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    Tracy and Holly talk about animated shows, camping, and the items that didn't make it into the most recent Unearthed! episode. They then discuss the legacy of Pauline Johnson, and criticisms of her work that perceive it as inauthentic.

    See omnystudio.com/listener for privacy information.

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    November 9, 2022 39 min

    Emily Pauline Johnson, also known as Tekahionwake, made a career writing poetry and prose and performing it onstage in the late 19th and early 20th centuries.

    Research: 

  • "Pauline Johnson." Encyclopedia of World Biography Online, vol. 23, Gale, 2003. Gale In Context: U.S. History, link.gale.com/apps/doc/K1631008167/GPS?u=mlin_n_melpub&sid=bookmark-GPS&xid=90bf3cec. Accessed 5 Oct. 2022.
  • Chiefswood. https:/...
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    November 7, 2022 41 min

    The second part of our autumn list of things that were unearthed in the recent past includes potpourri, repatriations, shipwrecks, medical finds, Viking items, and books and letters.

    Research: 

  • Abbott, Dennis. “Archaeologists unearth skeleton dating from Battle of Waterloo” Brussels Times. 7/13/2022. https://www.brusselstimes.com/belgium/254695/archaeologists-unearth-skeleton-dating-from-battle-of-waterloo
  • Amaral, Brian. “A R.I. wre...
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    November 5, 2022 31 min

    This 2011 episode covers the discriminatory laws English Catholics faced under Queen Elizabeth I and King James I, which led a group of Catholics to attempt regicide. But the plot was discovered days before the event. 

    See omnystudio.com/listener for privacy information.

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    Holly and Tracy talk about the multiple homes called the Redpath Mansion and how that confuses the story in press sometimes. They also discuss the ebb and flow of the kinds of research projects that show up in Unearthed! episodes. 

    See omnystudio.com/listener for privacy information.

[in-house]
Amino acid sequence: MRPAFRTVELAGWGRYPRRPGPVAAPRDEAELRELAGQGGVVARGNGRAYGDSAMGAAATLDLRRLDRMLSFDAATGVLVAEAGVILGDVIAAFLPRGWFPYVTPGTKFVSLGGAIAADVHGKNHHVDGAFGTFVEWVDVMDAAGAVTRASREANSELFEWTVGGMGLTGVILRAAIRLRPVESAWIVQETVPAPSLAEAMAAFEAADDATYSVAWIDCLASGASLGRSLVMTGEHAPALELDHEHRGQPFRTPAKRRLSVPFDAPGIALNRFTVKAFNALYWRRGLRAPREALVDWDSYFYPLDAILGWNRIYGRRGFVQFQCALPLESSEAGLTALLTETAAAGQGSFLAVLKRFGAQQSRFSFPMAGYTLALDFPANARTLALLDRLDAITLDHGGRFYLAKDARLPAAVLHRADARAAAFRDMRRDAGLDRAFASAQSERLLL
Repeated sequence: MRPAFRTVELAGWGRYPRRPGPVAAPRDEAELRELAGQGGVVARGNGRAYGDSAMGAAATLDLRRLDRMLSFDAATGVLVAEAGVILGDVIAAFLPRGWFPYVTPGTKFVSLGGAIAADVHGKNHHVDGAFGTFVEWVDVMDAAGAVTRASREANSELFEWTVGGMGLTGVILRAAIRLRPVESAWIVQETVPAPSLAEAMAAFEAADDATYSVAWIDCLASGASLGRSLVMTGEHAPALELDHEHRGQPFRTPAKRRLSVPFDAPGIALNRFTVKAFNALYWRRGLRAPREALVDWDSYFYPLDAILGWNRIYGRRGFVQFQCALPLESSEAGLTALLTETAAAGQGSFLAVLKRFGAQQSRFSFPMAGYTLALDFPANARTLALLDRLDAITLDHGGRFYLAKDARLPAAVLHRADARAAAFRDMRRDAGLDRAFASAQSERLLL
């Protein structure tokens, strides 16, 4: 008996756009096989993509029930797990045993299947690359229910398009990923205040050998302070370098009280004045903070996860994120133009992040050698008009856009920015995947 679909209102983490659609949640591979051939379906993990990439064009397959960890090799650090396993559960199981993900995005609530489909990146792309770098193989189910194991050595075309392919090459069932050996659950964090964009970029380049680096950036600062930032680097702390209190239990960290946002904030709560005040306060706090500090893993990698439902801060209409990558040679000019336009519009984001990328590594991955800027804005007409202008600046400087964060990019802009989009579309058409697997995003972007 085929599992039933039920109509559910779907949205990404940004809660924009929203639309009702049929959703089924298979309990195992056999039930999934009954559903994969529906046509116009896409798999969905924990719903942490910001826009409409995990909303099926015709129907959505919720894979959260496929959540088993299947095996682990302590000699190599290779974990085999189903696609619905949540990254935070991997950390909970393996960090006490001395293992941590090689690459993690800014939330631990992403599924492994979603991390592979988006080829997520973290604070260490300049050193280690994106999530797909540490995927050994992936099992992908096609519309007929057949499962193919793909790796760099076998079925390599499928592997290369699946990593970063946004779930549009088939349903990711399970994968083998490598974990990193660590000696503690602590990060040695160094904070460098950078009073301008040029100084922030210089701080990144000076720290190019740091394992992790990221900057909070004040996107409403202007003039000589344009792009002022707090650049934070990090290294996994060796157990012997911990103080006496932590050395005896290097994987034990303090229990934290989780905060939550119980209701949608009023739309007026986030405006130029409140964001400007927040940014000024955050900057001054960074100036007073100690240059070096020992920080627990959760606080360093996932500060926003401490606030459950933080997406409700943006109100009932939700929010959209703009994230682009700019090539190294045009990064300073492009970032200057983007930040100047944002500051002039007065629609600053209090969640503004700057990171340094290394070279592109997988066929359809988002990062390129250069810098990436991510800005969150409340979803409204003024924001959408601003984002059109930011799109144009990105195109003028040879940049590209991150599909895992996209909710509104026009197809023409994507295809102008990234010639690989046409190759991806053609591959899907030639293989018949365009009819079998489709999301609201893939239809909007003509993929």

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    November 2, 2022 34 min

    Fall is here and so is the latest two-part edition of Unearthed! Part one includes updates, oldest things, books and letters, and a late entry into our Halloween stuff. 

    Research:

  • Abbott, Dennis. “Archaeologists unearth skeleton dating from Battle of Waterloo” Brussels Times. 7/13/2022. https://www.brusselstimes.com/belgium/254695/archaeologists-unearth-skeleton-dating-from-battle-of-waterloo
  • Amaral, Brian. “A R.I. wreck that may be...
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    October 31, 2022 34 min

    On June 13, 1901, Ada Maria Redpath, and her son Jocelyn Clifford were found shot to death in their home. What exactly happened between the two of them is something we will likely never understand.

    Research:

  • Adams, Annmarie, et al. “‘She must not stir out of a darkened room’ 1:  The Redpath Mansion Mystery.” Material Culture Review 72. Fall 2010. https://www.academia.edu/26130347/Articles_She_must_not_stir_out_of_a_darkened_room_1_...
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    This 2015 episode features two troubling tales from the 1920s. First, newlyweds that vanished on what would have been a historic boating trip. Second, a family murdered by someone who may have been hiding in their house for weeks or months.

    See omnystudio.com/listener for privacy information.

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    October 28, 2022 16 min

    Holly and Tracy talk about the many products that have been made with licensed (and sometimes unlicensed) Ouija board imagery. They also discuss the scientific experiments covered in Wednesday's episode in greater detail. 

    See omnystudio.com/listener for privacy information.

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    In addition to being the focus of corporate machinations, the Ouija board has also been invoked in many legal cases and has been featured in pop culture throughout the 20th century. But how does it work, psychologically speaking?

    Research:

  • “Items Personal and Social.” Denton Journal. January 31, 1891. https://www.newspapers.com/image/7111598/?terms=ouija&match=1
  • “’Ouija’ Board Her Advisor.” Baltimore Sun. March 26, 1905....